• When the neuron is at rest, the distribution of ions in- and outside is kept relatively stable by the sodium-potassium-pump (consists of special ion channels that always transport three positive sodium ions out of the neuron for every two positive potassium ions that are transported into the neuron)
      • If the amount of positive ions increases so much that the polarity is decreased to threshold value of -55 mV, special voltage gated ion channels are opened through which a lot of positive ions can rush into the neuron. This causes the polarity of the neuron to switch to a positive polarity of 40 mV (called action potential). The spike in positive charge is the signal in the neuron.
      • As the action potential is reached, immediately another channel of voltage gated ions are opened, causing a lot of
      .....read more
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      Aantekeningen hoorcollege 4 - Development, Learning & Behavior - Universiteit Utrecht (2022/2023)

      Aantekeningen hoorcollege 4 - Development, Learning & Behavior - Universiteit Utrecht (2022/2023)

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      H C   4   -   M E I   2 0 2 3

      Genes & gene-environment interactions

      Ways to investigate whether a trait is determined by genes

      • Twin studies
        • Used to study how much a certain trait or behavior is caused by genetics and how much is caused by the environment
        • Monozygotic share 100% of their genes, they have the same genetic material » the egg split after it was fertilized
        • Dizygotic twins are from two different eggs, fertilized by two different sperm cells » they share 50% of their genes
        • Dizygotic twins are more alike than regular siblings because they share more of the same environment » equal environment assumption (but: twins also have an unshared environment)
      • Adoption studies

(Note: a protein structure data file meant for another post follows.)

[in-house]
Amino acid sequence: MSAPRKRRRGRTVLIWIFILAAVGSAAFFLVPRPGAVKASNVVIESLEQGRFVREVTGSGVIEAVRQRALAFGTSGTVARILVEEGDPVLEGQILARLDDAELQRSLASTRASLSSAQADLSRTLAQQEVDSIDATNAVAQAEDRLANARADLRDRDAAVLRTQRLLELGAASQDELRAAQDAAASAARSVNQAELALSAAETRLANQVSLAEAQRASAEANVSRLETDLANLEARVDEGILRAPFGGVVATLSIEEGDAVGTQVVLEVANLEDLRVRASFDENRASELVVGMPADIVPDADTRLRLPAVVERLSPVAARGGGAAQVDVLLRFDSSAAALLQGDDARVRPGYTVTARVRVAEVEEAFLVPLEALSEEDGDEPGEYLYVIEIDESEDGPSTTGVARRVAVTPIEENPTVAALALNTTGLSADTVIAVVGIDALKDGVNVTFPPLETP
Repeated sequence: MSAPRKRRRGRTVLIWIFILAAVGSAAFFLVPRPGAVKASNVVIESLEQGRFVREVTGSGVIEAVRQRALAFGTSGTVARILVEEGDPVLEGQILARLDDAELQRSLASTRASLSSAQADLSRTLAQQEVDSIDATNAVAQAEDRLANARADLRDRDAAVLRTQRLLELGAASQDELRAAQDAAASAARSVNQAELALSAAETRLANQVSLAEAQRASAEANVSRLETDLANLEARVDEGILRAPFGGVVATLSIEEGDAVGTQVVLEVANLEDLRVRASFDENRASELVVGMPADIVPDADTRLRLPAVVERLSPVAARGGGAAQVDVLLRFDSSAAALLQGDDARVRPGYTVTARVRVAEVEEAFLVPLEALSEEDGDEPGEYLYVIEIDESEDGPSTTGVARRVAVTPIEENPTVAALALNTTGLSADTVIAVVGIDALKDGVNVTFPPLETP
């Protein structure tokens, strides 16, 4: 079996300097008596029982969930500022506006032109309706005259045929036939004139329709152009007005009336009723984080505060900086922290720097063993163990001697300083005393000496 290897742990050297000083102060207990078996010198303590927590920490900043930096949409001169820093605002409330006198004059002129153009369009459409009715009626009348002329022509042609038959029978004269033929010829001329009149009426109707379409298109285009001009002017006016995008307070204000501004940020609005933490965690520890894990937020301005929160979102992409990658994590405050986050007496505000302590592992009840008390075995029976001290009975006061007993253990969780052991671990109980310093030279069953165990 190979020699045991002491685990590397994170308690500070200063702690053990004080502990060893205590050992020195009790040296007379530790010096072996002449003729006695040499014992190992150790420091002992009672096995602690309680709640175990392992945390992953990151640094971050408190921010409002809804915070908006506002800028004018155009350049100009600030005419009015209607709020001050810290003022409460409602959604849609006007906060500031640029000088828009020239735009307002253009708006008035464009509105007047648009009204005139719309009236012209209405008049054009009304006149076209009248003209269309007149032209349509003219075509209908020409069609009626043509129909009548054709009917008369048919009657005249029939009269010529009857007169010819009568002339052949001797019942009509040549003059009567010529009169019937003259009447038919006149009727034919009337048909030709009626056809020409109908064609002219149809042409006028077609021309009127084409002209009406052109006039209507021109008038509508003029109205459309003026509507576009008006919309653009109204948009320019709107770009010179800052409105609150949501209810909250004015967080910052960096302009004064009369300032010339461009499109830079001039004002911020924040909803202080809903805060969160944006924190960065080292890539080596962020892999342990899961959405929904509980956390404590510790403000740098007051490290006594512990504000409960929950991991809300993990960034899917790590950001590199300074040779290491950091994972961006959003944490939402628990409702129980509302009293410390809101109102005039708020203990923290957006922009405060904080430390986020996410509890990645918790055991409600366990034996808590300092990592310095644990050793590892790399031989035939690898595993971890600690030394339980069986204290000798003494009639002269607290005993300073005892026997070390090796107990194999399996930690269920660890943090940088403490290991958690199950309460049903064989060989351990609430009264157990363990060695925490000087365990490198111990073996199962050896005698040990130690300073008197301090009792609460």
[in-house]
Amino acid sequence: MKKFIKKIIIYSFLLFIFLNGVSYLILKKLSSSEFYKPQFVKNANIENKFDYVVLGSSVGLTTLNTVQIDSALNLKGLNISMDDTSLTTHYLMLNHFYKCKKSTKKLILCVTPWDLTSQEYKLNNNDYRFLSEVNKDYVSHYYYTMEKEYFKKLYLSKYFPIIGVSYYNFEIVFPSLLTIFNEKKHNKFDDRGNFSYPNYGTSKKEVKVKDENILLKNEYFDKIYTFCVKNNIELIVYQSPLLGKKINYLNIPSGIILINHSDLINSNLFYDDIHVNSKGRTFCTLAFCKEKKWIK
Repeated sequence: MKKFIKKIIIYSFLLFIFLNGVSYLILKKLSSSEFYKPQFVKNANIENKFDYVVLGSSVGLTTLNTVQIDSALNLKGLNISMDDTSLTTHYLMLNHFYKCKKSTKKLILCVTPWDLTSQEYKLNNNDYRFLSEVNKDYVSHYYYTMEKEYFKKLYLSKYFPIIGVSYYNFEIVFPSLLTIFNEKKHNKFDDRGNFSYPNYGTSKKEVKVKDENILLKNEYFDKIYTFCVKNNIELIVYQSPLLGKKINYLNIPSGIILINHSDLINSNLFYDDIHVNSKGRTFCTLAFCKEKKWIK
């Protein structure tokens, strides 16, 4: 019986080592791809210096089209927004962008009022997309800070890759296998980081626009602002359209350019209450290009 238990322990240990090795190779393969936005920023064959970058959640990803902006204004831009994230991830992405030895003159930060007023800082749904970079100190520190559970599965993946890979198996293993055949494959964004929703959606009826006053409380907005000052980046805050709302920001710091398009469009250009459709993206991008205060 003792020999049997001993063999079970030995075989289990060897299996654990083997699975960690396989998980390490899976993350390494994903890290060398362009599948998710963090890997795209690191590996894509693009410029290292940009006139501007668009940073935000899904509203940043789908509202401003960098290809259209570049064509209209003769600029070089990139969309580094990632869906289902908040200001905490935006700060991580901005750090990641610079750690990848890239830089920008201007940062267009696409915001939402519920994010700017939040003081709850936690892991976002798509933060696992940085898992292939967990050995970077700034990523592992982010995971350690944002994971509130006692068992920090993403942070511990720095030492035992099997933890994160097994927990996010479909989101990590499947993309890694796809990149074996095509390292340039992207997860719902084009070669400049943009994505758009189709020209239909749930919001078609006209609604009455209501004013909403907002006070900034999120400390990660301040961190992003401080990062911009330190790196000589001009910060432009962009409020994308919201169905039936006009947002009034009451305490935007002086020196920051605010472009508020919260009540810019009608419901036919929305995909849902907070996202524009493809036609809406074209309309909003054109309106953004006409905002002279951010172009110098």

• Adoptive child shares genes with biological parents but environment with adoptive parents
      • From twin- and adoption studies we can calculate a heritability rate » 0-1 (1 = 100% influenced by genes, 0 = genes don’t play any role)
      • Genetic amplification: increasing of heritability rate from childhood to young adulthood
      • Active model of selected environments: we actively choose our environment, and that’s often based on our genetic predisposition

      How do genes work and interact

      • Genotype: the genetic material inherited from our parents
      • Phenotype: observable expression of the genotype (e.g. height, behavior)
      • Environment: everything other than the genes
      • Parents genotype – child genotype relation (transmission):
        • We have 100 trillion cells, each of these cells contains a nucleus (center of the cell) » in the nucleus are 46 paired chromosomes (23 pairs) consisting of curled up DNA
        • Gamete: sex cells » they determine the sex of the baby and consist of 23 chromosomes (instead of 46)
        • Zygote: 2 gametes (egg and sperm cell) together » contains 46 chromosomes again
        • Why are siblings not identical (why are the gametes (and thus zygotes) not the same)?
          • Random assortment » in gamete creation and fertilization
          • Crossing over: sections of DNA switch from chromosomes (parts of the DNA are swapped, and when the cells divide, they’re no longer identical)
          • Mutations: accidental changes in DNA (caused by spontaneous error or environmental influences)
      • Child’s genotype – child’s phenotype:
        • Genes are segments of DNA (of a specific type and at a specific location on the chromosome)
        • How do genes work: genes tell cells what to do » by making proteins (DNA is the ‘cookbook’ that contains recipes for making specific proteins)
        • The cells do not all the same because the
      .....read more
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      Aantekeningen hoorcollege 5 - Development, Learning & Behavior - Universiteit Utrecht (2022/2023)